Hearing-impaired people have a new ally in their exploration of the world: Subtitles aren’t limited to their TV screens and streaming services.
The COVID-19 pandemic has disrupted the daily lives of people around the world, but many people with hearing loss are particularly struggling to endure the resulting isolation. “I just can’t understand it at all when everyone’s wearing a mask,” said Pat Olken of the Massachusetts Salon, who runs out of hearing aids. (A new cochlear implant helped her a lot.)
So when her grandson’s bar mitzvah was playing on Zoom early in the pandemic, long before the service offered subtitles, Alken turned to Otter, an app for transcribing business meetings. Reading with the ceremony’s speakers makes the app “a huge resource,” she said.
People with hearing loss (an estimated 40 million U.S. adults) have long embraced technology to help them access the world of hearing, from Victorian ear horns to modern digital hearing aids and cochlear implants.
But hearing aids today can cost as much as $5,000 (approximately Rs 3,93,700) and are usually not covered by insurance and not suitable for everyone. These devices also don’t capture audible sound into focus, as glasses immediately correct vision. Instead, hearing aids and cochlear implants require the brain to interpret sounds in new ways.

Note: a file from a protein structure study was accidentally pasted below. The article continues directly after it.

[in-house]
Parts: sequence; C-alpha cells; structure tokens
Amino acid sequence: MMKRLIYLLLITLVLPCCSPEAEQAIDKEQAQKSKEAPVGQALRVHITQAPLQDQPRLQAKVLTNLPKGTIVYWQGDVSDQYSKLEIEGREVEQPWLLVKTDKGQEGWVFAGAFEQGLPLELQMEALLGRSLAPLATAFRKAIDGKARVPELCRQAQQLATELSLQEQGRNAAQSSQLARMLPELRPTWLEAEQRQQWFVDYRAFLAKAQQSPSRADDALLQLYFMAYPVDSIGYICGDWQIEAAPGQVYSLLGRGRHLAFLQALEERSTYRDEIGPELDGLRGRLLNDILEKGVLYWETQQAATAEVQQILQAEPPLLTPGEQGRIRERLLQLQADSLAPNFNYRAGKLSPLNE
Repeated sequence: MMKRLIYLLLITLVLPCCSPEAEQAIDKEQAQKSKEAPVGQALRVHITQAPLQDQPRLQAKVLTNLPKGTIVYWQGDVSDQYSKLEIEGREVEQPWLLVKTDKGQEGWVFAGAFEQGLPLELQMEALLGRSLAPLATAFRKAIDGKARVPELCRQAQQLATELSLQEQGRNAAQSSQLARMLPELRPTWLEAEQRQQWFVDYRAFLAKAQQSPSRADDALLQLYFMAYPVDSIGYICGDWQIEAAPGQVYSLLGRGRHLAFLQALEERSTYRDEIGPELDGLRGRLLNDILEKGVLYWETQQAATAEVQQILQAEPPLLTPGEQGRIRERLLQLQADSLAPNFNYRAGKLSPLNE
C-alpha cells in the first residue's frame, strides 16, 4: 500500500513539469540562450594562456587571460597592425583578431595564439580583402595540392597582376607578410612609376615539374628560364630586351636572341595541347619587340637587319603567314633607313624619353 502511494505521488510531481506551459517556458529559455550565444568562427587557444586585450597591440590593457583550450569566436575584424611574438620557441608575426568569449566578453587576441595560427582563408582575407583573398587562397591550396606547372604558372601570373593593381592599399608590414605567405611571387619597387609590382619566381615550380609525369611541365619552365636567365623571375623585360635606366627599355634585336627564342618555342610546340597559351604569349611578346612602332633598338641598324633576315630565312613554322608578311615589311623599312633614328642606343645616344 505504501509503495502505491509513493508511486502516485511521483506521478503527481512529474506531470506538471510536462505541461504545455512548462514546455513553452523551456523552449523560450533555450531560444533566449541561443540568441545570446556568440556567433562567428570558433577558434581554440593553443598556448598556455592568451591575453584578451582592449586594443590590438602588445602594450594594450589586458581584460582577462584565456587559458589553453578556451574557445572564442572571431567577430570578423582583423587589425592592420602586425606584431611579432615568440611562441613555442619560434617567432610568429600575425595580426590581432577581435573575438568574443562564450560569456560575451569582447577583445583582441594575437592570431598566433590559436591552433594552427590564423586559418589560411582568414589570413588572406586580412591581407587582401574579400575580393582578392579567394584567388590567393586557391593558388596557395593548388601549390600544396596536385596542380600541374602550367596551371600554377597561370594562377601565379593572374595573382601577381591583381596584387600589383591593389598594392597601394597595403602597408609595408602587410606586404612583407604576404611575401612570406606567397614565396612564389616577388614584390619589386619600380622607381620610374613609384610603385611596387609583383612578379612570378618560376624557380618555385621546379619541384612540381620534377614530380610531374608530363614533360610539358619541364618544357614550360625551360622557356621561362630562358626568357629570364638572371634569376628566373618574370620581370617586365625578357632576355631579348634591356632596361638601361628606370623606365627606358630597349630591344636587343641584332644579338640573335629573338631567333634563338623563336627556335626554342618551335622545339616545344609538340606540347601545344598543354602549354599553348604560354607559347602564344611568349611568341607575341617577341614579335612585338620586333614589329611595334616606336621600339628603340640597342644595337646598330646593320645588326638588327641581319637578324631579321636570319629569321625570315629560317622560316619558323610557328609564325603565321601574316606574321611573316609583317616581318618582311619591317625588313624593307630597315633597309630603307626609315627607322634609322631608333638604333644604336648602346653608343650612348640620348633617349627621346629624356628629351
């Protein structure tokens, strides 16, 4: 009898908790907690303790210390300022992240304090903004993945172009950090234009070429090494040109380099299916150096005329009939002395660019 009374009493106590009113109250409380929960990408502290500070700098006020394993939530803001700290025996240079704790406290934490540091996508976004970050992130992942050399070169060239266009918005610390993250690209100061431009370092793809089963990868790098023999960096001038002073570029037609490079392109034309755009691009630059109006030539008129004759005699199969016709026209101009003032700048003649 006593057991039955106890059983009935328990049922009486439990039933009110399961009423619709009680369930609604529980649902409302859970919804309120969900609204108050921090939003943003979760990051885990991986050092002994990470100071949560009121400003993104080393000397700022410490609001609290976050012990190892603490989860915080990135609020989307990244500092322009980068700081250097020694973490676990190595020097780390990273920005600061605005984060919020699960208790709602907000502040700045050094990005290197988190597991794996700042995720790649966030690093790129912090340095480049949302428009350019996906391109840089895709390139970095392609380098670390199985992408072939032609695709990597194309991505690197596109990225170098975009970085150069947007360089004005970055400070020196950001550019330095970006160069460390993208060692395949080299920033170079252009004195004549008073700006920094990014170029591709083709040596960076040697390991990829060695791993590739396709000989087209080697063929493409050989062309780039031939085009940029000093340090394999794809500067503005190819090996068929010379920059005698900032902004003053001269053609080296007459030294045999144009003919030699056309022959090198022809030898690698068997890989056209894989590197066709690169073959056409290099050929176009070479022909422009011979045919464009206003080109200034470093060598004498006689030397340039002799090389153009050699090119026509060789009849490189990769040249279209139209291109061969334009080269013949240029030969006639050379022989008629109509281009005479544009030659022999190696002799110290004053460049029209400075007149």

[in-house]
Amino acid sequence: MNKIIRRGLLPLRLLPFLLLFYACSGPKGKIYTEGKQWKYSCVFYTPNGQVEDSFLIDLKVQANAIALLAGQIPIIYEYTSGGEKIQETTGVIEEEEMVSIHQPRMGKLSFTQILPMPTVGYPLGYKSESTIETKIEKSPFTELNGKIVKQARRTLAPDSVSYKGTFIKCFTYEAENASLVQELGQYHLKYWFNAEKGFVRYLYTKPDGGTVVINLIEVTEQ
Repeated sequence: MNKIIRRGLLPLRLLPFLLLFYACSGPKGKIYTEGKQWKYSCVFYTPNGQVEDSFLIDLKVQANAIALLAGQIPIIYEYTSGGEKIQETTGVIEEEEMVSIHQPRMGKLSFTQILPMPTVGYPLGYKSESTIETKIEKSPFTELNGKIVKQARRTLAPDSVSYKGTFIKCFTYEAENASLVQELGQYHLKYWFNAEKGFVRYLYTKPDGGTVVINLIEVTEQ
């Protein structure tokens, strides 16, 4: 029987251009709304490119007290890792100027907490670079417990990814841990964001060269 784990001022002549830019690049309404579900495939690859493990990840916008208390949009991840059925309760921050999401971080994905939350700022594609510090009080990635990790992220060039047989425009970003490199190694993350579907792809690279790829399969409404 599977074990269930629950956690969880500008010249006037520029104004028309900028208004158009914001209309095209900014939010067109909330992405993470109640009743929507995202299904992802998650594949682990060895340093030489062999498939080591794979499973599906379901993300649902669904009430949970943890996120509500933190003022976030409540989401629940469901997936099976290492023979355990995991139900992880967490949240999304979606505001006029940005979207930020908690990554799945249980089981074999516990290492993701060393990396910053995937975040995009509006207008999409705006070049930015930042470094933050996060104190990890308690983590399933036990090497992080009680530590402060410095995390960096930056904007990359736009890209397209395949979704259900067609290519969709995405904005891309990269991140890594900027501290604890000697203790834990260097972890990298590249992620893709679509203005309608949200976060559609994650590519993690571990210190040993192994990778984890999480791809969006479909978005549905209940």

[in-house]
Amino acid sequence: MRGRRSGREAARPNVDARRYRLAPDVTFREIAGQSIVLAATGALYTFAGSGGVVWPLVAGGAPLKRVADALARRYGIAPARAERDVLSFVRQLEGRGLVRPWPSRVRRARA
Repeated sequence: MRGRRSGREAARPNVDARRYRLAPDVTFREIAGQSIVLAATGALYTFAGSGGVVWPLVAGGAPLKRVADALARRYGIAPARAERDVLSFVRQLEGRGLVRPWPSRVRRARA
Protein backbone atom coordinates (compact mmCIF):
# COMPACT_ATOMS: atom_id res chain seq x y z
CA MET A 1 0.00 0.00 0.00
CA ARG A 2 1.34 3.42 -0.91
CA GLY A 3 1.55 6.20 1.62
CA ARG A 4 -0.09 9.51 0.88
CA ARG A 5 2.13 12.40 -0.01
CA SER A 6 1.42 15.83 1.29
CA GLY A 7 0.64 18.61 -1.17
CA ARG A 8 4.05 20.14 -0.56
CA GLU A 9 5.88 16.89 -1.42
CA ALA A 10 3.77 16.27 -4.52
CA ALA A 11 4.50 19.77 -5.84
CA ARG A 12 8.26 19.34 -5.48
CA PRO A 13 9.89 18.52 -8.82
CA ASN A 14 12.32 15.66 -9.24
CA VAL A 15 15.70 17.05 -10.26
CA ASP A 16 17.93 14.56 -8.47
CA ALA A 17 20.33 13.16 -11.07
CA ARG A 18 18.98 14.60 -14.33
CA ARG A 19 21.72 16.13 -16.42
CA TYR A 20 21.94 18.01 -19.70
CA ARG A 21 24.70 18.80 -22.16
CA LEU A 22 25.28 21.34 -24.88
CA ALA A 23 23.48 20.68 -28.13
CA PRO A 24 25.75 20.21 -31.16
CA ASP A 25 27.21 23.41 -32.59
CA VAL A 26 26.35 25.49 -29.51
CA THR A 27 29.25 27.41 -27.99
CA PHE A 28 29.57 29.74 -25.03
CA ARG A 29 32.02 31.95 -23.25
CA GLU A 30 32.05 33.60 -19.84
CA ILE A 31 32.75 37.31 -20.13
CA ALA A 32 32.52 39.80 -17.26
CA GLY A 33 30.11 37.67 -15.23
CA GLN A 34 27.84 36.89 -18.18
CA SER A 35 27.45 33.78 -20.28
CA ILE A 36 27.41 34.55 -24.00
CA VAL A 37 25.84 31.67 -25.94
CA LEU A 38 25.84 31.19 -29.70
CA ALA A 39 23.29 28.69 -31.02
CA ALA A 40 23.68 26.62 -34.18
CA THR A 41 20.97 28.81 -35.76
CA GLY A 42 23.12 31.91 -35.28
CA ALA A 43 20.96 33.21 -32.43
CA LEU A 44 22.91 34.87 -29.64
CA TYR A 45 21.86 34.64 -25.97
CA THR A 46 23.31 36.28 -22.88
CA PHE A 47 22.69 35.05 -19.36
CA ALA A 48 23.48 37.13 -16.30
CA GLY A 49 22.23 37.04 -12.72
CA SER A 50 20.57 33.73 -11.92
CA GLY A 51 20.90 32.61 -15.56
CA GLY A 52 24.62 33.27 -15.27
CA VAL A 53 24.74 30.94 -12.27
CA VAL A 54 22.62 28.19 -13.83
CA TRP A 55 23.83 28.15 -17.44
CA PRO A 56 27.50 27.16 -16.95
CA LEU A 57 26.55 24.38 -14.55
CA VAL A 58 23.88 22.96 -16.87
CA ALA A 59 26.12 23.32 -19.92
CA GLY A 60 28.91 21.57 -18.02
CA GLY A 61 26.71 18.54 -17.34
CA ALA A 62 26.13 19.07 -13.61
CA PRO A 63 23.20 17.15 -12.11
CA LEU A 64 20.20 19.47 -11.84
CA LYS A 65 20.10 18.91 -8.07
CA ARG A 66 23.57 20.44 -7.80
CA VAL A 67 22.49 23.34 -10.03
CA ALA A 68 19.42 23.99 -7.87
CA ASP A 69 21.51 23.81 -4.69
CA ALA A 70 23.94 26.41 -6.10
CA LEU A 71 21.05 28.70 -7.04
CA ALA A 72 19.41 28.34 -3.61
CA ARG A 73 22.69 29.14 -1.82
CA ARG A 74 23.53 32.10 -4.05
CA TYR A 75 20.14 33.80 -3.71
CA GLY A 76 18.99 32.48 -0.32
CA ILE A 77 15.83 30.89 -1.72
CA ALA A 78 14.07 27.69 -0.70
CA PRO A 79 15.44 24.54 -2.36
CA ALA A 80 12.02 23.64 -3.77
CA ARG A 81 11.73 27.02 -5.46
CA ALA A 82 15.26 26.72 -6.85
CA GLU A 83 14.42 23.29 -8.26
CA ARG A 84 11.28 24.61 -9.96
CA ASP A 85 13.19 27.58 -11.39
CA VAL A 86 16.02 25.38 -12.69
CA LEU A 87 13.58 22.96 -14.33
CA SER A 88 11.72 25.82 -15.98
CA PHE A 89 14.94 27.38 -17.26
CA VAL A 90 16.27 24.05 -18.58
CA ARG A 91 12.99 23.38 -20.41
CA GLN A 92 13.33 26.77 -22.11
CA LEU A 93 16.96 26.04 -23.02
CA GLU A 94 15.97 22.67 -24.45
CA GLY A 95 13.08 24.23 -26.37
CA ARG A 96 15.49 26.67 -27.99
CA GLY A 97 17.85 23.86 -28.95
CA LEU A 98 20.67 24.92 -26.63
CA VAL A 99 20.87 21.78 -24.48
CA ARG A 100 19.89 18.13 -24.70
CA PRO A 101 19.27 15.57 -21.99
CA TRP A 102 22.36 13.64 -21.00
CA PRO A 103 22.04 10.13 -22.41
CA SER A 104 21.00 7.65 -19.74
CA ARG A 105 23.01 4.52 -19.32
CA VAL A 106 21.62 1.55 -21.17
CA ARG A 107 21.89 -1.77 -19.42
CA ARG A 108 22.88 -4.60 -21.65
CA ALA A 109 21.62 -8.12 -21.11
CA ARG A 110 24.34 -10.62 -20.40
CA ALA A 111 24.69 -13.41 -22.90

“Existing solutions are clearly not a one-size-fits-all model, nor do they meet the needs of many people based on cost, access, and many different factors,” said Frank Lin, director of the Cochlear Center. Johns Hopkins School of Hearing and Public Health . It’s not just a communication issue. Researchers have found a correlation between untreated hearing loss and a higher risk of dementia.
Cheaper over-the-counter hearing aids are on the way. But for now, only about 20 percent of people who could benefit from hearing aids use hearing aids.
In contrast, subtitles are generally more accessible. They have long appeared on modern televisions and are increasingly appearing in video conferencing apps like Zoom, streaming services like Netflix, social media videos on TikTok and YouTube, movie theaters and live arts venues.
In recent years, smartphone apps like Otter; Google’s live transcription; Ava; InnoCaption, for phone calls; and GalaPro for live theater performances have emerged. Some target people with hearing loss and use human reviewers to ensure the captions are accurate.
Others, like Otter and Live Transcribe, rely on so-called automatic speech recognition, which uses artificial intelligence to learn and capture speech. ASR has issues with accuracy and lag in transcribing spoken language; built-in bias also reduces women, people of color, says Christian Volger, a professor at Gallaudet University who specializes in accessibility technology Transcription accuracy of native and deaf voices.
Jargon and slang can also be stumbling blocks. But users and experts say ASR has improved a lot.